Finding Carter, Kathryn Prescott, Anna Jacoby-Heron

Sister Act: Jacoby-Heron & Prescott

The melodrama here is amped up on steroids, and covers all the teen angsty bases – teen romance, peer pressure, sibling rivalry and, of course, parents who just don’t understand, but there’s an earnestness to the performances that keeps the occasionally wild storylines from seeming too ridiculous.  This show is unlikely to win any statues (except for whatever they give out at the Kids Choice awards), but it is entertaining and, by MTV standards at least, pretty damn good television.

Quick Takes

Word on the street is that multiple remakes of Disney classics The Jungle Book and Beauty and the Beast are in the works.  Wait up.  Seriously?!  Is someone gonna improve on Bear Necessities?  Doubtful.  And Beauty and the Beast was such an outstanding children’s film I don’t even consider it a children’s film.  I consider it a top notch musical (which was nominated for a Best Picture Oscar and won for Best Song and Best Score) on a par with Chicago, Jesus Christ Superstar or All That Jazz.  You don’t remake perfection.

Educational TV.  Things we learned from watching TV this week: 1) Jason Segel isn’t so stupid in person (The Tonight Show Starring Jimmy Fallon); 2 The Dalai Lama also chooses the four noble truths and never chooses the noble dare (The Colbert Report); 3) If you’re a woman, and you’re pregnant, and you’re not Kate Middleton, then your baby sucks (The Soup).

For fans of edgy animated fare like South Park and Family Guy who also enjoy smartly characterized sitcoms like Parks and Rec, and celebrity spoofs like The Comeback, comes a bizarre mix of funny called Bojack Horseman, courtesy of Netflix.  and featuring a dynamite voice cast including Will Arnett, Alison Brie & Patton Oswalt, along with plenty of cool recurring guests like Keith Olbermann and Aisha Tyler.   In a vast sea of wannabe animation that doesn’t live up to the gold standard set by shows like The Simpsons, this one truly does.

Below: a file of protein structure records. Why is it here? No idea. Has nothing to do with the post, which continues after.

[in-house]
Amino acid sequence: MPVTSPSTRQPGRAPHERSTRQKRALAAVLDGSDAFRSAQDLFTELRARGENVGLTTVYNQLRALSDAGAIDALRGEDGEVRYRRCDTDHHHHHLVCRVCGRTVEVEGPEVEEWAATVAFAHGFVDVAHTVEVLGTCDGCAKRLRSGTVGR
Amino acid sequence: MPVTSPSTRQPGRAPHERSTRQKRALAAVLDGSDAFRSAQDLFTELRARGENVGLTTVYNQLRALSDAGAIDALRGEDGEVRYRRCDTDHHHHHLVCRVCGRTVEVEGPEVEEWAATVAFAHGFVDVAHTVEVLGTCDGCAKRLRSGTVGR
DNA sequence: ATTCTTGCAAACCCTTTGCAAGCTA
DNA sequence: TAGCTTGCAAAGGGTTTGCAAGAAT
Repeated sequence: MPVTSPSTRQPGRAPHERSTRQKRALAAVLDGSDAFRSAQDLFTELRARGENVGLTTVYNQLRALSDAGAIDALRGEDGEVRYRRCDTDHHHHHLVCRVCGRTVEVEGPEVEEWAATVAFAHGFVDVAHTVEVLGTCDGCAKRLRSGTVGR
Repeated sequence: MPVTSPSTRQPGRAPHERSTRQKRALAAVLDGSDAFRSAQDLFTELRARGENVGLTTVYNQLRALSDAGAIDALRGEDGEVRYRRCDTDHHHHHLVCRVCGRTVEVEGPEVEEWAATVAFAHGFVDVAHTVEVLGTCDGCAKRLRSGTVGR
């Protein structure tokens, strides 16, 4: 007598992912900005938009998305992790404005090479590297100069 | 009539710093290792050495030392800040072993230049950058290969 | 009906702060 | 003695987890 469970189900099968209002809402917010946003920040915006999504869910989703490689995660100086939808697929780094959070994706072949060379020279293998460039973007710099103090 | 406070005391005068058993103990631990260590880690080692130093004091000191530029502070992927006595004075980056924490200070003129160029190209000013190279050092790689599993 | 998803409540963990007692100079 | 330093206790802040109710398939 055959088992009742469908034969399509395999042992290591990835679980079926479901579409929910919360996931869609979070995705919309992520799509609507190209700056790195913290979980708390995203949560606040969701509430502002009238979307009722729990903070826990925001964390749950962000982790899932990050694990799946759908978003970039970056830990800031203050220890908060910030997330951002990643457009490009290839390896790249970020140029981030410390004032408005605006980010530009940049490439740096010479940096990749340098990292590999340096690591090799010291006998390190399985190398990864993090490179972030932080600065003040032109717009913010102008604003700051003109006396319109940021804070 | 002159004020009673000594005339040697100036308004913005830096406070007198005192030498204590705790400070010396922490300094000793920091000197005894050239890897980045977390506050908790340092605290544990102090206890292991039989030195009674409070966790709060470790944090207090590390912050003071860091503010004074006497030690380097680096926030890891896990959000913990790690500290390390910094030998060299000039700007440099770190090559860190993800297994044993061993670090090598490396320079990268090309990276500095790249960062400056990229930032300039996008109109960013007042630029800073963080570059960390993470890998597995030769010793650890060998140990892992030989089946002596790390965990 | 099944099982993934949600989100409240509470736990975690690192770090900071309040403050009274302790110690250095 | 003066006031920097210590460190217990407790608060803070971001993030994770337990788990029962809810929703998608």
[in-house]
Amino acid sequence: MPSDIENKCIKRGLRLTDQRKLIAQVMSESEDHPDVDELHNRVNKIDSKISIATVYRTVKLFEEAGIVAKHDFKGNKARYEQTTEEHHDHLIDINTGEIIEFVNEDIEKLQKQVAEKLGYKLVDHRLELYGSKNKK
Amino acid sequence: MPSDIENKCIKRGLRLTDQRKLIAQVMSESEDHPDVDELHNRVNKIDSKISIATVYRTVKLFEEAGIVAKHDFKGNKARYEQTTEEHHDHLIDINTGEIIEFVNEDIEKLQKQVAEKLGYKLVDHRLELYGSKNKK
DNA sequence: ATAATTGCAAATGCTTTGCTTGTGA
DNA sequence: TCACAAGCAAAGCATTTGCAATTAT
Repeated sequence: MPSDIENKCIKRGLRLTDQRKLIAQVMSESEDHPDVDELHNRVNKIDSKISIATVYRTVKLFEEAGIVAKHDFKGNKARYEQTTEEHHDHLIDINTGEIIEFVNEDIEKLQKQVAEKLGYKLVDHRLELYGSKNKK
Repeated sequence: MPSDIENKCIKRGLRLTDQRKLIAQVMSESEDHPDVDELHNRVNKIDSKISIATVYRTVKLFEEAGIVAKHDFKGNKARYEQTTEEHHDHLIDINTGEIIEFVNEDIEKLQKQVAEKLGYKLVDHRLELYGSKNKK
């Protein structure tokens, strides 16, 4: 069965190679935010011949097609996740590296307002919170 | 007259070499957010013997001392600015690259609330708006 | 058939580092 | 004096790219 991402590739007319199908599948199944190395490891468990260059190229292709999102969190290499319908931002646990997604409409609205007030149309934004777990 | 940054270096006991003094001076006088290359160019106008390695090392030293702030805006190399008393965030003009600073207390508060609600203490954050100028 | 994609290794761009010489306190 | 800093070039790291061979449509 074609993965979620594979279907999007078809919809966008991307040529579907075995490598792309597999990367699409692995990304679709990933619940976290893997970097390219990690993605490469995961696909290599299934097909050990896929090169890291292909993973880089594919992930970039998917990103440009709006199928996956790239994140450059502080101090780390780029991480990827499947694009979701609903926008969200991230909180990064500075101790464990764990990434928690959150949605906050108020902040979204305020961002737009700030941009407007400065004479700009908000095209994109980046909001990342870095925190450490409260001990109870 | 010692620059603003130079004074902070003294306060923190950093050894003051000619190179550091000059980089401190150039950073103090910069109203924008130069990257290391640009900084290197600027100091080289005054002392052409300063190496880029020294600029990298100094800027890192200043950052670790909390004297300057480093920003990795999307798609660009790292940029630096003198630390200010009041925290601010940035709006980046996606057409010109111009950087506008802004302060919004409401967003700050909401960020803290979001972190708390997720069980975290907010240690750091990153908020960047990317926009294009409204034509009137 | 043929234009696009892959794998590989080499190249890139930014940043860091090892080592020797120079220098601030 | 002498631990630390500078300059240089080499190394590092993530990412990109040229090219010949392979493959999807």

Reality Check:  Previews for Fox’s Utopia actually had me excited to check this show out.  After all, Utopia was playing the long game – putting together 15 strangers for a year and then just leaving them to come up with…whatever.  Instead, Utopia looks, sounds and feels like same old scripted reality television and the contrived roster of “regular” people includes a toothless hillbilly, a bona fide gun nut, a polyamorous girl with a nearly unpronounceable name and a vegan, anarchist survivalist.  What, couldn’t find a bubble boy, a hermaphrodite and one of those kids who’s allergic to sunlight to round out the roster of regular people?

793 channels and nothing on?  Treat yourself to an evening or two of Antenna TV.  While this may be the golden age of TV dramas, the golden age of TV Sitcoms was undeniably the 1970s, and Antenna TV will dutifully take you there to see the likes of All In The Family, Sanford and Son, Good Times and Barney Miller, as well as going even further back for classic TV like Burns and Allen, Alfred Hitchcock Presents and The Patty Duke Show.  C’mon now, go back to a time when TV theme songs were over a minute long and words.  You’ll enjoy the trip.

Looking Ahead

The Roosevelts:  An Intimate History begins on PBS on September 14.

The season premiere of American Dad airs September 14 on Fox.

The Miss America Pageant can be seen on ABC on September 14.

The season premiere of Dancing With The Stars airs on ABC on September 15.

New Girl and The Mindy Project return to Fox on September 16.

The season finale of America’s Got Talent airs on September 17 on NBC.

The Mysteries of Laura debuts on NBC on September 17.

The series premiere of Red Band Society airs on Fox on September 17.

TV’s a big place and I haven’t been to all of it yet.  Got a favorite show you’d like me to comment on?  Post a comment below, contact me on twitter @RobLazlo. or shoot me an email:  I welcome your input!